The start point of the design should be the purpose of the building, and the occupancy levels that it will experience in service. Higher occupancy buildings like residential structures or hotels will have different requirements from offices or retail buildings like department stores. These differences will be apparent in the differing internal conditions for temperature and humidity, and this will influence the moisture load on the building.

This is perhaps the most important considerations, as at the end of the day the building must fit for purpose, and must be designed to meet the role for which it is required.


If the occupancy patterns and uses of the building give the baseline for internal environmental considerations, the next part of the design must be to consider the external conditions, mainly influenced by local weather conditions.

Although designers clearly cannot control the weather itself, the precise locations and orientation of the structure can have a effect.

The positions of surrounding structures, and geographical features such as hills and cliffs can affect the anticipated wind loads, and the degree of shelter provided against wind driven rain and snow. This, along with the orientation of windows and the specific locations of rooms within the building can also affect the potential for solar heat gain, which in turn will influence the heating or cooling requirements for the building.


The last of the"toplevel" factors to consider is the fabric of the building itself. Of the three elements in the outer ring of design factors, it is this over which designers have the most control.

As well as the locations of particular rooms and the orientation of windows, the basic materials the building is made form will also influence the hygrothermal response. A concrete building for example, will have a higher initial moisture load from the water contained in the concrete itself. Over the longer term though, the higher thermal mass and capacity of the concrete to absorb and retain heat may provide a more efficient response to heating and cooling depending on the buildings purpose.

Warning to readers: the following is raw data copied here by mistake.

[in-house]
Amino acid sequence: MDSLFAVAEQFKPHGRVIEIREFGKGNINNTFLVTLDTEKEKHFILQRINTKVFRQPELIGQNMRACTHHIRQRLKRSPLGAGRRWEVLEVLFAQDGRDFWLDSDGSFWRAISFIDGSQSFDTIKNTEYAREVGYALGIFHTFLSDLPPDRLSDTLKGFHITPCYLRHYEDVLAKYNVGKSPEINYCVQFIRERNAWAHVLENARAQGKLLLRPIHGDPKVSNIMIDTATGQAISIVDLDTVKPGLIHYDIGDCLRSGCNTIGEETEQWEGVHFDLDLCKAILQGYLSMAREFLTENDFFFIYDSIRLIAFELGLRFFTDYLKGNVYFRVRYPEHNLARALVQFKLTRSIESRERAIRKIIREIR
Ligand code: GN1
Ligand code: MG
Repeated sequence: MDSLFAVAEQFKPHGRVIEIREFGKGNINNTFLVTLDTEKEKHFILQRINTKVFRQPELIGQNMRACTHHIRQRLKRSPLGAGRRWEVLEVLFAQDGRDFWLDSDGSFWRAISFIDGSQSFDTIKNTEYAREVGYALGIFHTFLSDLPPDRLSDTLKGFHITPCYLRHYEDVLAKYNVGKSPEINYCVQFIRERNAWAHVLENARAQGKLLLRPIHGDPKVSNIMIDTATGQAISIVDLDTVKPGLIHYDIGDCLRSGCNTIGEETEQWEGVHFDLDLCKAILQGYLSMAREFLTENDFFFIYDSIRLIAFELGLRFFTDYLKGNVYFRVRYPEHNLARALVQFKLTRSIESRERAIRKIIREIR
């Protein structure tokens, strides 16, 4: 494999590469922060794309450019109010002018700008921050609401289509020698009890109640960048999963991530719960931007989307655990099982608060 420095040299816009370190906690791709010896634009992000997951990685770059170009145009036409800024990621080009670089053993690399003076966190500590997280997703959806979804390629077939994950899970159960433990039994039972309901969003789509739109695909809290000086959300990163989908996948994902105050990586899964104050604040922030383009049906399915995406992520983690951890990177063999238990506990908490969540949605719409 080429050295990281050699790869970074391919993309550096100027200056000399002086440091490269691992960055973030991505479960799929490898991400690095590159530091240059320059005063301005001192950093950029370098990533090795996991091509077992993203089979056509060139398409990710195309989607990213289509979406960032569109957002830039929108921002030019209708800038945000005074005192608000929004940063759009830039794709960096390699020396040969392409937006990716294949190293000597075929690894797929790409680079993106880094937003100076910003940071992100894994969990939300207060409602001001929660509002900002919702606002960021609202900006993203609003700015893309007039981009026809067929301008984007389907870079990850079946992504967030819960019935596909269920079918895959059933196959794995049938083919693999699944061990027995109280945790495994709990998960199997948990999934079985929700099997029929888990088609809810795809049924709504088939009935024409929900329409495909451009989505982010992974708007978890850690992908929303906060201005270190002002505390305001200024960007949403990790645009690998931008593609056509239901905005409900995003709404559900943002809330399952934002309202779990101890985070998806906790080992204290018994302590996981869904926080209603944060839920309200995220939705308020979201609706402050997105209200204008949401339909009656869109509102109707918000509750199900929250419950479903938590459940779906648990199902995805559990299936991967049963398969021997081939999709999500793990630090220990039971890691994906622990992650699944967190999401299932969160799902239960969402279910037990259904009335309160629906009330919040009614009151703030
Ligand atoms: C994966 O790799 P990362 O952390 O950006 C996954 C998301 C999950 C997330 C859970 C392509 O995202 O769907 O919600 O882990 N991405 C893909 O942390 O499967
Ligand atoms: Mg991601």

In contrast a largely timber structure, using cross laminated timber panels for instance, will have lower moisture loadings initially, but will have less capacity to retain heat so may require a different approach to HVAC system design.

As with many aspect of design, there is no one size fits all solution that can be applied universally, but rather a balancing act of pros and cons that must be addressed together, and in full knowledge of the impact and influence of each decision on the others.

Heat, Air & Moisture

From the starting point of a good high level understanding of the buildings type, purpose and location, we can then consider the lower level design factors, the interactions of the heat air and moisture in the building.

In order to do this, we undertake a hygrothermal assessment of the structure. The most detailed method for this type of assessment is one conducted using a WUFI software in accordance with the EN:15026 standard.

This methodology uses dynamic numerical simulation to account for heat and moisture flows, as well as the capacity of building materials to store moisture.

In contrast to the older and less detailed Glaser method calculations used by the EN:13788 standard this dynamic assessment incorporates the effects of the full range of moisture sources such as initial moisture loads and external weather and can assess these effects over long time periods rather than a simple annual cycle.

This type of detailed assessment is important as it can be used to confirm the suitability of a range of solutions to control not just the movement of moisture, but also the movement of air.

Airtightness Design

It's often said that airtight buildings can be like"livingin a plastic bag" however this is a fundamental misunderstanding of what we mean by airtight buildings.

Reducing the air leakage simply means eliminating sources of air infiltration and exfiltration over which we have no control, draughts in other words. A good supply of fresh air is a critical component of healthy indoor environments, so when we talk about air tightness, we really mean unintentional air openings, and the uncontrolled exchange of air from outside to inside, and vice versa.